Circuit Court Judge Chadwick S. Dotson heard more than six hours of testimony in a lawsuit between two women contesting ownership of two dogs. This was the second time the dispute had been in court. It had been appealed from Wise County District Court.
After the long day of testimony, Dotson took an extra day to reach his decision, and on Friday afternoon, he issued his ruling in favor of the defendant, Sandy Blanton, a Virginia woman who currently had possession of two Shih-tzu dogs.
The dogs had previously belonged to a Carter County woman, Kimberly Buckles. The dogs were picked up by animal control officer Freddie Turner and taken to the animal shelter. From there, the two dogs would eventually be sent to Virginia, where Blanton would find and adopt them.
Buckles had originally filed suit in Wise County District Court to regain possession of the two dogs. At the District Court trial Feb. 22, Humphrey had testified that the animals’ seizure was illegal and that trafficking had been going on at the shelter. The lower court ruled in favor of Buckles and ordered Blanton to return the dogs to her. Blanton appealed the case to Circuit Court, leading to Thursday’s trial.
In his decision on Friday, Dotson said “(W)hile the circumstances under which the (animal control) officer obtained the canines were alleged to be fraudulent, the evidence presented at trial indicates, to the satisfaction of this court, that the animal shelter lawfully obtained title to the plaintiff’s canines.”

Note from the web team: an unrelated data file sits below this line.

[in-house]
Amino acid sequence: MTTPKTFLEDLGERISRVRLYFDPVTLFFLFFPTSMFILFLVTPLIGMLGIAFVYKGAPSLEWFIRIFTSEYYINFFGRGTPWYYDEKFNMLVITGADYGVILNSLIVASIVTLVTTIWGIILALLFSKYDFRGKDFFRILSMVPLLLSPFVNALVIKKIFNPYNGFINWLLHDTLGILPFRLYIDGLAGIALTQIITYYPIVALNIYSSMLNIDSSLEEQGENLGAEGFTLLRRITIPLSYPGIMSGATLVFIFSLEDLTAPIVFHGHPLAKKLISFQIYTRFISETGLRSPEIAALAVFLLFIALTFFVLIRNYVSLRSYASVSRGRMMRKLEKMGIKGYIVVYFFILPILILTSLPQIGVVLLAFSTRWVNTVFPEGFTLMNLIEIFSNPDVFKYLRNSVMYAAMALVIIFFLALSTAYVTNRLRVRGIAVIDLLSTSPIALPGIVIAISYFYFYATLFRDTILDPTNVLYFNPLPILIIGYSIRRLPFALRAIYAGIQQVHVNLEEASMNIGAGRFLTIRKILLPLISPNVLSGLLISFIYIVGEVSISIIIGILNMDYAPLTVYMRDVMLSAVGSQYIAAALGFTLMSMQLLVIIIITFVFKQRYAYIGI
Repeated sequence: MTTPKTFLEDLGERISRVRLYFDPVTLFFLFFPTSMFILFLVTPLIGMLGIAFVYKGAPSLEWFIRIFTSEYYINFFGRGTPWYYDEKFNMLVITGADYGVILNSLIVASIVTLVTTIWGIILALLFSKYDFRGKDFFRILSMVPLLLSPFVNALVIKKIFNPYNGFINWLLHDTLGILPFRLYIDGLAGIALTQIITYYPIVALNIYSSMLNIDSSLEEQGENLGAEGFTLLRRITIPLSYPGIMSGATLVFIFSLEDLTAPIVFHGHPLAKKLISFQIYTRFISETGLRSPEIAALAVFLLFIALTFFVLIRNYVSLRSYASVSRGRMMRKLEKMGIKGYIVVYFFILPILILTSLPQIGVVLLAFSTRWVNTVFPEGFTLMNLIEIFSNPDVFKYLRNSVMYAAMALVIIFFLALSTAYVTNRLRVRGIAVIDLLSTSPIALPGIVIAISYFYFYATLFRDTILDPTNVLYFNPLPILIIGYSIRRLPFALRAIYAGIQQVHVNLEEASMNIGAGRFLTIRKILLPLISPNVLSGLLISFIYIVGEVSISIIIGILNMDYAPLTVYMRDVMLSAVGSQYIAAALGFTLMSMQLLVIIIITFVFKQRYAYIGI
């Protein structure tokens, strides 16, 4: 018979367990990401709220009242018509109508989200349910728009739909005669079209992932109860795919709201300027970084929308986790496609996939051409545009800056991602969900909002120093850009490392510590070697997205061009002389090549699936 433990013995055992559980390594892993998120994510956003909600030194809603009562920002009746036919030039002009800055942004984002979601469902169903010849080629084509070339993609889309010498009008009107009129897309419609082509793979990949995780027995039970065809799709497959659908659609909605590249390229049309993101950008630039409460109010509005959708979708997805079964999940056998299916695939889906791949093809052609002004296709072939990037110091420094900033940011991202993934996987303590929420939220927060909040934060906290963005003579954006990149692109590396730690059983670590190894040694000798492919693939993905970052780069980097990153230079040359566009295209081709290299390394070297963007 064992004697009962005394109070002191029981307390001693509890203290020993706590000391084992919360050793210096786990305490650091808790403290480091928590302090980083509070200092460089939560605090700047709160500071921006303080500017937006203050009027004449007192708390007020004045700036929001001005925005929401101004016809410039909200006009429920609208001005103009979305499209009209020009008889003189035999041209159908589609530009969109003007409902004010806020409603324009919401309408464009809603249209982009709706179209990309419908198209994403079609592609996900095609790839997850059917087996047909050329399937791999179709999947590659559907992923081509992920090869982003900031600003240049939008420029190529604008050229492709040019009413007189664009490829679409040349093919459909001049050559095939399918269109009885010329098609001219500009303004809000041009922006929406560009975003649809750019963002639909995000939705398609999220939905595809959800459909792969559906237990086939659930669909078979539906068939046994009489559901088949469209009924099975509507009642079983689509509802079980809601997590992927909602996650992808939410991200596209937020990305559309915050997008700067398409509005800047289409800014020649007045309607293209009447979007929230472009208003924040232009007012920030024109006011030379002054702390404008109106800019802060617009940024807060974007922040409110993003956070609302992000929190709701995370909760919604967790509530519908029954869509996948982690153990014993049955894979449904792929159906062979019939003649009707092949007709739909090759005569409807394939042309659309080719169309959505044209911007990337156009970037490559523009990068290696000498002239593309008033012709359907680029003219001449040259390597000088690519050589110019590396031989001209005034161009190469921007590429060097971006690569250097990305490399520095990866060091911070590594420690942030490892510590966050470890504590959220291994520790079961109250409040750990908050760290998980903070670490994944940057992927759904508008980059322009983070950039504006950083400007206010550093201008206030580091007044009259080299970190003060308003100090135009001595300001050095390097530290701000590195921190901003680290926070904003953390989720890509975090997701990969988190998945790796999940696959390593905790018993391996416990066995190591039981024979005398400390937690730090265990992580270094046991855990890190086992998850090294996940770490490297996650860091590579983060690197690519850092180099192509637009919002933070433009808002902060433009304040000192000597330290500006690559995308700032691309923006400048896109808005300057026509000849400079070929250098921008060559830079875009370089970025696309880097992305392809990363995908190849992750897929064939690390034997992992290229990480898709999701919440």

Dotson said both Blanton and Buckles were “two innocent parties” and he said his decision “was not based on any claims of abuse or neglect.” He said there was no evidence Buckles mistreated the dogs in any way.
On Monday, Mike Barnett, chairman of the Elizabethton/Carter County Animal Shelter Advisory Board, said he was delighted with the judge’s decision, but sympathized with Buckles over losing the dogs she fought for.
Barnett said allegations of wrongdoing at the animal shelter have now been investigated by a court and by an investigator with the Tennessee Comptroller’s Office. In neither case were the allegations found to be true.
The Animal Shelter has been at the center of controversy for two years and has led to heated discussions in both the Carter County Commission and the Elizabethan City Council.
With the Wise County case decided, Barnett said he hoped “to put all this behind us.” He said the shelter is being operated efficiently and humanely.
Humphrey said that while the Wise County case has been decided, not all the evidence had been heard. He said Blanton had the benefit of an attorney, but Buckles did not have an attorney to present her case. Humphrey said the lack of an attorney did have a major impact because Buckles was not able to bring into the trial the evidence with which she had won the District Court trial.
Humphrey has been criticized by his opponents in the upcoming Republican primary for his participation in the civil trial but the mayor said he is happy he helped Buckles, even though she eventually lost the case.
“I am always here for the citizens of Carter County when they need me,” Humphrey said. “When Mrs. Buckles contacted me, I was happy to help her and I would be glad to do it for any citizen who needed my help.”